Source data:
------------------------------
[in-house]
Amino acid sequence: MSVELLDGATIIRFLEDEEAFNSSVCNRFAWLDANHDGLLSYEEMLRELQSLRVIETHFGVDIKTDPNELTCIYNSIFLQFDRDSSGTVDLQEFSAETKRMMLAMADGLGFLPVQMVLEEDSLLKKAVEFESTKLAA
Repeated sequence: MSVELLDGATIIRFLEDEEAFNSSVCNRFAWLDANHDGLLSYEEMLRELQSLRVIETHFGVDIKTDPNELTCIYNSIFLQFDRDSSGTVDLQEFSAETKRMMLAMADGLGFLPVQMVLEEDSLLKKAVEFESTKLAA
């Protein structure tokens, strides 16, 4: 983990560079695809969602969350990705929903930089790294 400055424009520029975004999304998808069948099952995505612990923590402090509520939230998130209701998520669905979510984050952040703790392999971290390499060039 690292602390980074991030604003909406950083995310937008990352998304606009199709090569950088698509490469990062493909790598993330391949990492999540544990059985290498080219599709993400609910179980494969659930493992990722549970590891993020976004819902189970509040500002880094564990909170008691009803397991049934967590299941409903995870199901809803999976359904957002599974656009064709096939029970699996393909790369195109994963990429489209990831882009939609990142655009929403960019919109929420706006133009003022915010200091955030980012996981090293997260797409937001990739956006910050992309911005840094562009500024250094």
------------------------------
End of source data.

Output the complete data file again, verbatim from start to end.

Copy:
[in-house]
Amino acid sequence: MSVELLDGATIIRFLEDEEAFNSSVCNRFAWLDANHDGLLSYEEMLRELQSLRVIETHFGVDIKTDPNELTCIYNSIFLQFDRDSSGTVDLQEFSAETKRMMLAMADGLGFLPVQMVLEEDSLLKKAVEFESTKLAA
Repeated sequence: MSVELLDGATIIRFLEDEEAFNSSVCNRFAWLDANHDGLLSYEEMLRELQSLRVIETHFGVDIKTDPNELTCIYNSIFLQFDRDSSGTVDLQEFSAETKRMMLAMADGLGFLPVQMVLEEDSLLKKAVEFESTKLAA
């Protein structure tokens, strides 16, 4: 983990560079695809969602969350990705929903930089790294 400055424009520029975004999304998808069948099952995505612990923590402090509520939230998130209701998520669905979510984050952040703790392999971290390499060039 690292602390980074991030604003909406950083995310937008990352998304606009199709090569950088698509490469990062493909790598993330391949990492999540544990059985290498080219599709993400609910179980494969659930493992990722549970590891993020976004819902189970509040500002880094564990909170008691009803397991049934967590299941409903995870199901809803999976359904957002599974656009064709096939029970699996393909790369195109994963990429489209990831882009939609990142655009929403960019919109929420706006133009003022915010200091955030980012996981090293997260797409937001990739956006910050992309911005840094562009500024250094």